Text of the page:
Paris was just how Paris is meant to be: an education for a young man.
Before we leave Paris there was one sublime moment. It was a moment. We all need them. Romantic. I had been invited to the house of some elderly Duke. On an orange velvet wall hung a huge sunset by Turner. Surrounded by furniture, a light supper served in front of it. This is how art should be enjoyed. Domestically.
Returning to England I was given the telephone number of Erica Bolton by The Princess Anne of Bavaria. I met Erica at The Riverside Studios in Hammersmith, West London, where she worked as a publicist. My great love affair with the theatre began in earnest.
Erica Bolton, in turn, introduced me to a community of successful writers and directors. Men and women who inspired me to make my own theatre, my own films, my own art.
I listened and learned.
Erica sneaks me into the theatre to see Kantor’s sold out show Wielopole, Wielopole. I sit in the Gods looking down at syphilitic soldiers marching, wax figures strapped to the living, a monochrome set with Kantor in the middle of it all tweaking his memories and watching sadly as the dead come back to life.
It was triumphant, breathtaking theatre and in sharp contrast to the very British, academic work of Peter Gill (Cherry Orchard) who I met that year (1978) and his then assistant David Levaux the now hugely respected Broadway director.
There were so many exciting people to hang out with at The Riverside like the precocious Hanif Kureishi fresh from his triumphant stint at The Royal Court.
Pioneering David Gothard, the artistic director, the genius at the very heart of the Riverside Studios. Responsible for bringing Tadeusz Kantor, Miro, Shuji Tereyama and many others not only to Hammersmith but to the UK. Night after night we sat in the canteen drinking beer and smoking cigarettes. I loved every moment.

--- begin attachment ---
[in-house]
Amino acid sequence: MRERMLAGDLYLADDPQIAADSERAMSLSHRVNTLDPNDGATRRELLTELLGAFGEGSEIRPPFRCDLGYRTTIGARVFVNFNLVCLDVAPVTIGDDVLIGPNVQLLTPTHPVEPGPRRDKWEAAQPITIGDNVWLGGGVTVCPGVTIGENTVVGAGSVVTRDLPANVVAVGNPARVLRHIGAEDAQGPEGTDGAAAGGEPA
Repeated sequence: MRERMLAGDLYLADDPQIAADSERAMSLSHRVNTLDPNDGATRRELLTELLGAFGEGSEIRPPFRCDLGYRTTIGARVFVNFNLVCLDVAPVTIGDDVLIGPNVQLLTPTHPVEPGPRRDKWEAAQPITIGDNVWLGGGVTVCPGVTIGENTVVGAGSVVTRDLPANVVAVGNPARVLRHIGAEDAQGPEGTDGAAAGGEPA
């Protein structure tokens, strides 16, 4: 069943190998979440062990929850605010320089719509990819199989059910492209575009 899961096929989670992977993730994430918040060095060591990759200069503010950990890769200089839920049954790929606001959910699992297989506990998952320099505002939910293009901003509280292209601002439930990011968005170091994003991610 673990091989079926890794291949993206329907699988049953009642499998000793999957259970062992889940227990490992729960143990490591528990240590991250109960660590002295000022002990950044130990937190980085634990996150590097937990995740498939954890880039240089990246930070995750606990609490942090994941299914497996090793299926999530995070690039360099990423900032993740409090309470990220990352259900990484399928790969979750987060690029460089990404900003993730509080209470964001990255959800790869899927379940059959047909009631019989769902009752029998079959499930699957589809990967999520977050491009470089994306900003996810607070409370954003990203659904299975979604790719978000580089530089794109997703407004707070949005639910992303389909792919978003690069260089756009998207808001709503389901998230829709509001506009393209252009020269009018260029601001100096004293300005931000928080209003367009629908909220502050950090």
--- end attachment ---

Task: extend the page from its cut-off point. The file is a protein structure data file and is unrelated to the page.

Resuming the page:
In 1979 I made my way to Paris to see Peter Brook’s Bouffes du Nord. To Paris by boat and train to see Brook’s Conference of the Birds. The raw brick walls and magnificent arches quite unlike any other performance space. I can’t remember where I stayed that night. I was in heaven. I remember the Persian rugs on the floor, the chirping of the cast as they imitated different birds..a chorus… the dawn chorus.
I wanted to make theatre so badly. When I finally got around to it I made just one good work The Host. The other works (as it turned out) a preamble for my later film making and really not that good.
In 1981 I moved into a small flat in Furlong Road, Islington. The home of director Michael Darlow. The flat came with a job: nanny to their wayward 13-year-old adopted son. Wandering the streets I discovered the derelict Almeida Theatre where I would end up having my 22nd Birthday thrown by designer Scott Crolla. Furniture Designer Tom Dixon was our doorman. William Burroughs came.
‘Come Dressed at Duncan Roy’ the invitation demanded.
Here are Kadir Guirey and Tom Dixon in their band Funkapolitan…